Construction's "Fatal Four" - OSHA's Most Common Jobsite Fatalities
Each employer has an unshakable responsibility to provide adequate and constant protection of workers and employees at jobsites, offices, retail stores, and virtually any place of employment. The Occupational Safety and Health Administration (OSHA) tracks the causes and numbers of workplace accidents and injuries, and knows all too well the serious and often life-threatening dangers that can arise when safety is not made to be the number one priority. Throughout the years, OSHA has noted that more than 20% of all workplace fatalities occur on construction sites, and that within these fatal accidents, four comprise 64% of them all. This has become known as the OSHA Construction "Fatal Four".
The "Fatal Four" are:
- Falls: More construction workers lose their lives each year due to falling from dangerous heights than for any other reason. An estimated 40% of all construction site fatalities – 364 in 2015, to be precise – were due to fatal falls. Better scaffolding and safety harnesses, as well as improved safety standards on jobsites, could have likely prevented all of these deaths.
- Struck by object: When an object, such as a tool, bolt, or small piece of debris, falls on a construction site, it poses an extreme hazard to anyone below. Without effective hard hats, even a small bit of metal that plummets could hit someone at a velocity that causes a fatal injury. "Struck by object" accidents account for nearly 10% of all construction site fatalities.
- Electrocution: Construction site workers not given proper training or equipment to conduct electrical work at put in extreme risk of death. Many industrial projects require voltages and power sources much higher than what would be found within a residential or commercial environment. The briefest moment of electrocution at such intensities can prove fatal. About 9% of fatalities on construction sites are due to electrocution.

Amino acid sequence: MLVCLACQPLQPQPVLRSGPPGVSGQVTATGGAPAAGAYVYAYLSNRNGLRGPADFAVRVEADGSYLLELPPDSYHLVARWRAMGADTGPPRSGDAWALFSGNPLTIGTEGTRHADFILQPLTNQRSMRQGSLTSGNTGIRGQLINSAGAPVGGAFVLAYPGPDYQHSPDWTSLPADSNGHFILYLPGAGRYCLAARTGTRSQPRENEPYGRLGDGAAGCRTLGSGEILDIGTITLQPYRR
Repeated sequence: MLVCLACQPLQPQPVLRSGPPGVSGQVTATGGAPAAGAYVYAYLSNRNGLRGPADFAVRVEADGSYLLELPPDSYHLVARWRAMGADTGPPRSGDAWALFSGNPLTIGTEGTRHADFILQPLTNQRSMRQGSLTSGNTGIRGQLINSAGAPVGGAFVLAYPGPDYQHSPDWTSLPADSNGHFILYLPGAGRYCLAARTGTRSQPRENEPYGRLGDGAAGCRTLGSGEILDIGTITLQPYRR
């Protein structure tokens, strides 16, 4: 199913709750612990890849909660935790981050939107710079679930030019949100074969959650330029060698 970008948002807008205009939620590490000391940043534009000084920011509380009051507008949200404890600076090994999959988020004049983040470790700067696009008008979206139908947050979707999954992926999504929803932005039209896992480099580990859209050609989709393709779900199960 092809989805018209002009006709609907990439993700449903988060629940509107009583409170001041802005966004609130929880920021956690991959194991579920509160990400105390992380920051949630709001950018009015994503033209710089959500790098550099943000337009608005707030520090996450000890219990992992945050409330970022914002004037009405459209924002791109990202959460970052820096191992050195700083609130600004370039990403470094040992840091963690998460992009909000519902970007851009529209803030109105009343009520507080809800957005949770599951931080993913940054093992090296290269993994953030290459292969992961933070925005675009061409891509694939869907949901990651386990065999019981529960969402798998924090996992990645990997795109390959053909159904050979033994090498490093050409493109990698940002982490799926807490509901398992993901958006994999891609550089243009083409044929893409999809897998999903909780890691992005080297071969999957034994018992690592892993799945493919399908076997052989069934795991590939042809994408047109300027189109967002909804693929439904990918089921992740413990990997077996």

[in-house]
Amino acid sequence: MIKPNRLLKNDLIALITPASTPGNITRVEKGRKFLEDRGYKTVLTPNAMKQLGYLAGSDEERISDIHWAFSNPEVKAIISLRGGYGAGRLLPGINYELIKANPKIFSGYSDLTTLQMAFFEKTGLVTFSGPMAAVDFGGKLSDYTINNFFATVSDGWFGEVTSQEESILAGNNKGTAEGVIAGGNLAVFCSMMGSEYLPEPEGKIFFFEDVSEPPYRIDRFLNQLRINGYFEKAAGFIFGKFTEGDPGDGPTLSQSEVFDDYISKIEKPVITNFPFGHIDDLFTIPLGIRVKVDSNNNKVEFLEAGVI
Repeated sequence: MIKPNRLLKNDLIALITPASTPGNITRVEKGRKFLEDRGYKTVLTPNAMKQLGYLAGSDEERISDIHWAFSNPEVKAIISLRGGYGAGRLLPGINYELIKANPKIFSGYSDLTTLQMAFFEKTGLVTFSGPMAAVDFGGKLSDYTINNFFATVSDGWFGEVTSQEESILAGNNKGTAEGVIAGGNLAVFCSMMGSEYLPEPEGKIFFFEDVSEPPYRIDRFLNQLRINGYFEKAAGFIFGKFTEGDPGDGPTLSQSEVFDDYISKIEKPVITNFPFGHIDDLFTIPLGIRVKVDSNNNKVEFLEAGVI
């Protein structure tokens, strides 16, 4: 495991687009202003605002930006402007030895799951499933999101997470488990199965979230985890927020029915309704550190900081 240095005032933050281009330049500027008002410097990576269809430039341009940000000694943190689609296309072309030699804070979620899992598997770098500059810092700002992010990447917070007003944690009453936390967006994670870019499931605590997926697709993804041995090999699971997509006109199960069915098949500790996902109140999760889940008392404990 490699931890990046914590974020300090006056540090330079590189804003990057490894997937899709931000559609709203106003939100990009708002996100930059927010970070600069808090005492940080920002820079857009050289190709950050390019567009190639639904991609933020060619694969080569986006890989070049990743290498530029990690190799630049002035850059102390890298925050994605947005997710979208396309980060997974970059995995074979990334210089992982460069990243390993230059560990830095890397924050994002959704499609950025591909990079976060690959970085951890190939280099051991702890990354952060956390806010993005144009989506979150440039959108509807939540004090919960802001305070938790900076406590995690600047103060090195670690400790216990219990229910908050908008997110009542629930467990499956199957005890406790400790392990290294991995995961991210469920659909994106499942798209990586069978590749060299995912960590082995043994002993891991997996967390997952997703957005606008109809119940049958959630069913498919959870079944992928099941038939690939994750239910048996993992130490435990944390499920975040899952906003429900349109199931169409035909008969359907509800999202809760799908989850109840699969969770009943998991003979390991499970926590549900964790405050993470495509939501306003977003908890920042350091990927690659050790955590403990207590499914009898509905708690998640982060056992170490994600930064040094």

- Caught-in or between: Workers killed by crush injuries, such as those sustained when caught or compressed between heavy equipment and objects, or even collapsing structures, account for about 7% of fatalities each year. Most fatal crush injuries can be linked to a lack of proper training that would have otherwise taught the worker what is not a "safe zone" while certain projects are being completed.
What to Do If You Witness OSHA Violations at Work
As it can be seen, inconsistencies in safety standards on construction worksites – and essentially any other place of employment – can put employees in unreasonable and inexcusable danger that could lead to preventable fatalities. With this in mind, safety is everyone's responsibility. If you witness an OSHA violation at work that could have caused a "fatal four" fatality, you must be willing to speak up and notify a supervisor and OSHA to have it corrected before someone gets hurt. Remember that employment law protects you from unjust employer retaliation.
If you are hurt on-the-job due to employer negligence or an honest mistake, or if a loved one passes away from a workplace injury, let Busch Law Offices know. Our workers' compensation attorneys in Loveland and Boulder, Colorado can bring 30+ years of total legal experience to your case, fighting for your right to workers' compensation. As our past clients have said in testimonials, we are not afraid to go toe-to-toe with large corporations and firms that might stand between you and your recovery.
Dial 877.435.1514 to schedule a free initial consultation with our compassionate Colorado workers' comp lawyers today.